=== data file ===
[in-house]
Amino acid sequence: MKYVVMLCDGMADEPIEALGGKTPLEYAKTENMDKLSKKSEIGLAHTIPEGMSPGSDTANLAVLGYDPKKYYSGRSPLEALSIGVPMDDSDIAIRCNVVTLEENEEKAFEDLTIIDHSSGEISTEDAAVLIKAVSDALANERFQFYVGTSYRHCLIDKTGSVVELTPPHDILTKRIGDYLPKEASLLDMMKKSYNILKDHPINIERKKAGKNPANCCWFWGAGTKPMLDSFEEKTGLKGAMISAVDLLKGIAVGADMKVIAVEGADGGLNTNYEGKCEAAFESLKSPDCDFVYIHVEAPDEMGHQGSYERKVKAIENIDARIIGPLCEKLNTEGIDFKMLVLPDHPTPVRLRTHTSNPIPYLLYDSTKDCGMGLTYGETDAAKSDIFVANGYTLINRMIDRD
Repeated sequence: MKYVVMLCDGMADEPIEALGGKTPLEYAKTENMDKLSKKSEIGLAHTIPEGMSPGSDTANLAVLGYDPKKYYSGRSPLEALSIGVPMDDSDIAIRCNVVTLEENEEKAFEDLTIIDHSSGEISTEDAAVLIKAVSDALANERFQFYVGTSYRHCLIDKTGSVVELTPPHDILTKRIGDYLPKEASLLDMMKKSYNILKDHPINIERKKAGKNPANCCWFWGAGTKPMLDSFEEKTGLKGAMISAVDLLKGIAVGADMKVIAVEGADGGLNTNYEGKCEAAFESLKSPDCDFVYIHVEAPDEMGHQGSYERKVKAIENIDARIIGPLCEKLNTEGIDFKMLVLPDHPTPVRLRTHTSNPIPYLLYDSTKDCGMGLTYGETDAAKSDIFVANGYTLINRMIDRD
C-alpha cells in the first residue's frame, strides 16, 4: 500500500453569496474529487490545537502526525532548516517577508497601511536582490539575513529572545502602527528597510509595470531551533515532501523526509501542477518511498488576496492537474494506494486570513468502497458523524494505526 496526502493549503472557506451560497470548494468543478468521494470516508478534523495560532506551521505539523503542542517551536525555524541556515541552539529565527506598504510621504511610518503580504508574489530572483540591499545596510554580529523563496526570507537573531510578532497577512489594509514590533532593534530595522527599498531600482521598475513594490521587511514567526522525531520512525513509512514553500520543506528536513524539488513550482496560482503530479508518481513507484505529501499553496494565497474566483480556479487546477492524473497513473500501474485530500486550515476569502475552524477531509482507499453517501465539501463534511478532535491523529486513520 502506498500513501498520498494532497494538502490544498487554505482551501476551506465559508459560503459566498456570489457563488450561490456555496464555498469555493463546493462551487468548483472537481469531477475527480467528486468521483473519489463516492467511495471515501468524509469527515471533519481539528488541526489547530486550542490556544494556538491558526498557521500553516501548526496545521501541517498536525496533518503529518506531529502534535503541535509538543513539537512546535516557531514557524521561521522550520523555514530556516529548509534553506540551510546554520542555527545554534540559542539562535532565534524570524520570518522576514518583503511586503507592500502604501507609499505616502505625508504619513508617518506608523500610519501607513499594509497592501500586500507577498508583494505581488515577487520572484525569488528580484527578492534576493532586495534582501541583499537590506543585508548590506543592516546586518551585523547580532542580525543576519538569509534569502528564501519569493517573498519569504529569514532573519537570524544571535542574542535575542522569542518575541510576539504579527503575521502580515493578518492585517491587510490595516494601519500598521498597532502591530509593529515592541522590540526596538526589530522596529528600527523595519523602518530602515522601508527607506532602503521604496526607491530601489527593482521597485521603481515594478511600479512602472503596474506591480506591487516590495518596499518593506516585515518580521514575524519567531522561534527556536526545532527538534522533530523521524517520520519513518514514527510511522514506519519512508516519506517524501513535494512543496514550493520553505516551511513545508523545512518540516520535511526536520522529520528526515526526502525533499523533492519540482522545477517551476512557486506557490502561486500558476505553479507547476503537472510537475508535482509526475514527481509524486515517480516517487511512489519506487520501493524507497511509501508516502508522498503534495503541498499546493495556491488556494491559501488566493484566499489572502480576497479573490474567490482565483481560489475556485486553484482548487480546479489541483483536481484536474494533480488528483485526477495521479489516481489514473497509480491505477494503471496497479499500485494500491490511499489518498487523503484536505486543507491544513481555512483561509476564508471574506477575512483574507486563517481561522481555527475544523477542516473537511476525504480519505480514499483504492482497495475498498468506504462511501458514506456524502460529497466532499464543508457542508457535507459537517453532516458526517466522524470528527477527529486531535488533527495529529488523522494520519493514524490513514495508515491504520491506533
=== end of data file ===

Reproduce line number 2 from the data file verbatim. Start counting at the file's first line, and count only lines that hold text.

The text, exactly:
Amino acid sequence: MKYVVMLCDGMADEPIEALGGKTPLEYAKTENMDKLSKKSEIGLAHTIPEGMSPGSDTANLAVLGYDPKKYYSGRSPLEALSIGVPMDDSDIAIRCNVVTLEENEEKAFEDLTIIDHSSGEISTEDAAVLIKAVSDALANERFQFYVGTSYRHCLIDKTGSVVELTPPHDILTKRIGDYLPKEASLLDMMKKSYNILKDHPINIERKKAGKNPANCCWFWGAGTKPMLDSFEEKTGLKGAMISAVDLLKGIAVGADMKVIAVEGADGGLNTNYEGKCEAAFESLKSPDCDFVYIHVEAPDEMGHQGSYERKVKAIENIDARIIGPLCEKLNTEGIDFKMLVLPDHPTPVRLRTHTSNPIPYLLYDSTKDCGMGLTYGETDAAKSDIFVANGYTLINRMIDRD